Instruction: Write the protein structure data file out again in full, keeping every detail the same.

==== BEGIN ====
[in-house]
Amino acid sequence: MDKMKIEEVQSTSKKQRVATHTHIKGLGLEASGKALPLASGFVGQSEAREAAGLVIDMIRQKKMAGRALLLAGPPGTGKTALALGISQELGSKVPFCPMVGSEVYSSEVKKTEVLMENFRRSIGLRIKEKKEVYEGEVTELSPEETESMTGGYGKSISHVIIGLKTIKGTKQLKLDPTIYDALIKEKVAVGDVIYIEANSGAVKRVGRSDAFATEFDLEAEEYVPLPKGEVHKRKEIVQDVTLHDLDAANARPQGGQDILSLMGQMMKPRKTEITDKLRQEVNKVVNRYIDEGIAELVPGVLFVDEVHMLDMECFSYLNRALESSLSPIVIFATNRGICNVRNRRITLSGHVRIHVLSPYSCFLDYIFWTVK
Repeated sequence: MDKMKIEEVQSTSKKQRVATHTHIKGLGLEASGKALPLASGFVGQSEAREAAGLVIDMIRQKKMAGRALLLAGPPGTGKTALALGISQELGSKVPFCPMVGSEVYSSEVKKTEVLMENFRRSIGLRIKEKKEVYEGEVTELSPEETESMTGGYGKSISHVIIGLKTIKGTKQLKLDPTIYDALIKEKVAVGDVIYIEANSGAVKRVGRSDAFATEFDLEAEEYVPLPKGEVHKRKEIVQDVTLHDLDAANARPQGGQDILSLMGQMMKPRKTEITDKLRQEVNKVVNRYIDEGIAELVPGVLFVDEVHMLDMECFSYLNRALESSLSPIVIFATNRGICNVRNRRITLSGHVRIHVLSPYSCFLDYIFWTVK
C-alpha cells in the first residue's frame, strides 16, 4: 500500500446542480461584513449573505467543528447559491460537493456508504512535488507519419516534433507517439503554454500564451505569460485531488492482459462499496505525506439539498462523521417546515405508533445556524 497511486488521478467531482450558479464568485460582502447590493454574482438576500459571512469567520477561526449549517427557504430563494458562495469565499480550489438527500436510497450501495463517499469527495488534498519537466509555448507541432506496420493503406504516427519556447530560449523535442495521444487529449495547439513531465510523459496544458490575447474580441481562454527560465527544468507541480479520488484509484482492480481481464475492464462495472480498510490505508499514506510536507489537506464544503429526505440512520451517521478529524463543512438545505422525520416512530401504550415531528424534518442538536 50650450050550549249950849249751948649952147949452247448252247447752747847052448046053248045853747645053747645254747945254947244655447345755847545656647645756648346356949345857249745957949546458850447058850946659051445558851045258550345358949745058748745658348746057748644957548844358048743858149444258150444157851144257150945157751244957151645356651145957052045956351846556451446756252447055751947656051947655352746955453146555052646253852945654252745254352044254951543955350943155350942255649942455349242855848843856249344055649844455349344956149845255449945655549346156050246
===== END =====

[in-house]
Amino acid sequence: MDKMKIEEVQSTSKKQRVATHTHIKGLGLEASGKALPLASGFVGQSEAREAAGLVIDMIRQKKMAGRALLLAGPPGTGKTALALGISQELGSKVPFCPMVGSEVYSSEVKKTEVLMENFRRSIGLRIKEKKEVYEGEVTELSPEETESMTGGYGKSISHVIIGLKTIKGTKQLKLDPTIYDALIKEKVAVGDVIYIEANSGAVKRVGRSDAFATEFDLEAEEYVPLPKGEVHKRKEIVQDVTLHDLDAANARPQGGQDILSLMGQMMKPRKTEITDKLRQEVNKVVNRYIDEGIAELVPGVLFVDEVHMLDMECFSYLNRALESSLSPIVIFATNRGICNVRNRRITLSGHVRIHVLSPYSCFLDYIFWTVK
Repeated sequence: MDKMKIEEVQSTSKKQRVATHTHIKGLGLEASGKALPLASGFVGQSEAREAAGLVIDMIRQKKMAGRALLLAGPPGTGKTALALGISQELGSKVPFCPMVGSEVYSSEVKKTEVLMENFRRSIGLRIKEKKEVYEGEVTELSPEETESMTGGYGKSISHVIIGLKTIKGTKQLKLDPTIYDALIKEKVAVGDVIYIEANSGAVKRVGRSDAFATEFDLEAEEYVPLPKGEVHKRKEIVQDVTLHDLDAANARPQGGQDILSLMGQMMKPRKTEITDKLRQEVNKVVNRYIDEGIAELVPGVLFVDEVHMLDMECFSYLNRALESSLSPIVIFATNRGICNVRNRRITLSGHVRIHVLSPYSCFLDYIFWTVK
C-alpha cells in the first residue's frame, strides 16, 4: 500500500446542480461584513449573505467543528447559491460537493456508504512535488507519419516534433507517439503554454500564451505569460485531488492482459462499496505525506439539498462523521417546515405508533445556524 497511486488521478467531482450558479464568485460582502447590493454574482438576500459571512469567520477561526449549517427557504430563494458562495469565499480550489438527500436510497450501495463517499469527495488534498519537466509555448507541432506496420493503406504516427519556447530560449523535442495521444487529449495547439513531465510523459496544458490575447474580441481562454527560465527544468507541480479520488484509484482492480481481464475492464462495472480498510490505508499514506510536507489537506464544503429526505440512520451517521478529524463543512438545505422525520416512530401504550415531528424534518442538536 50650450050550549249950849249751948649952147949452247448252247447752747847052448046053248045853747645053747645254747945254947244655447345755847545656647645756648346356949345857249745957949546458850447058850946659051445558851045258550345358949745058748745658348746057748644957548844358048743858149444258150444157851144257150945157751244957151645356651145957052045956351846556451446756252447055751947656051947655352746955453146555052646253852945654252745254352044254951543955350943155350942255649942455349242855848843856249344055649844455349344956149845255449945655549346156050246